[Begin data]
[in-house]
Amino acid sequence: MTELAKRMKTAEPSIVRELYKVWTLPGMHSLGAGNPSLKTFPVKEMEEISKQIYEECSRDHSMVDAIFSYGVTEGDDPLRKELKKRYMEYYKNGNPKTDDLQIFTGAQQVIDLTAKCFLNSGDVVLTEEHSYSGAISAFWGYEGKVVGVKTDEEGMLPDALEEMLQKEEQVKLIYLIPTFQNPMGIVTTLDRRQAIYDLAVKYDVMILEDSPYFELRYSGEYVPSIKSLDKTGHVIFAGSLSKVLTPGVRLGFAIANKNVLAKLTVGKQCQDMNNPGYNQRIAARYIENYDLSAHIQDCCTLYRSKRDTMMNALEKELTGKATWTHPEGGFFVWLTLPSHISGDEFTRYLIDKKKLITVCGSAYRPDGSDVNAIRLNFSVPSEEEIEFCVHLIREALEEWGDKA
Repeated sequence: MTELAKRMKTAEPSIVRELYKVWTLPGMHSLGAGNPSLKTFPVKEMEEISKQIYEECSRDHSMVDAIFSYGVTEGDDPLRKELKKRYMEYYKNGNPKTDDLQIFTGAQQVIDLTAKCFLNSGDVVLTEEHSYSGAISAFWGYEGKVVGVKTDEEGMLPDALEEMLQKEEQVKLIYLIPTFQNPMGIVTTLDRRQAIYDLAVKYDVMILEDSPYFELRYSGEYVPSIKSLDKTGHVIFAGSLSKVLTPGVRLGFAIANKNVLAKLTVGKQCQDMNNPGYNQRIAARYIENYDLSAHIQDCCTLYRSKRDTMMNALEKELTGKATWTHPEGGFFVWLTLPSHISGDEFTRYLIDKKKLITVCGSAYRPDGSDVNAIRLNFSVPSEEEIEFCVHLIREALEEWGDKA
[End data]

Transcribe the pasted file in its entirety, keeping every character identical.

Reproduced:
[in-house]
Amino acid sequence: MTELAKRMKTAEPSIVRELYKVWTLPGMHSLGAGNPSLKTFPVKEMEEISKQIYEECSRDHSMVDAIFSYGVTEGDDPLRKELKKRYMEYYKNGNPKTDDLQIFTGAQQVIDLTAKCFLNSGDVVLTEEHSYSGAISAFWGYEGKVVGVKTDEEGMLPDALEEMLQKEEQVKLIYLIPTFQNPMGIVTTLDRRQAIYDLAVKYDVMILEDSPYFELRYSGEYVPSIKSLDKTGHVIFAGSLSKVLTPGVRLGFAIANKNVLAKLTVGKQCQDMNNPGYNQRIAARYIENYDLSAHIQDCCTLYRSKRDTMMNALEKELTGKATWTHPEGGFFVWLTLPSHISGDEFTRYLIDKKKLITVCGSAYRPDGSDVNAIRLNFSVPSEEEIEFCVHLIREALEEWGDKA
Repeated sequence: MTELAKRMKTAEPSIVRELYKVWTLPGMHSLGAGNPSLKTFPVKEMEEISKQIYEECSRDHSMVDAIFSYGVTEGDDPLRKELKKRYMEYYKNGNPKTDDLQIFTGAQQVIDLTAKCFLNSGDVVLTEEHSYSGAISAFWGYEGKVVGVKTDEEGMLPDALEEMLQKEEQVKLIYLIPTFQNPMGIVTTLDRRQAIYDLAVKYDVMILEDSPYFELRYSGEYVPSIKSLDKTGHVIFAGSLSKVLTPGVRLGFAIANKNVLAKLTVGKQCQDMNNPGYNQRIAARYIENYDLSAHIQDCCTLYRSKRDTMMNALEKELTGKATWTHPEGGFFVWLTLPSHISGDEFTRYLIDKKKLITVCGSAYRPDGSDVNAIRLNFSVPSEEEIEFCVHLIREALEEWGDKA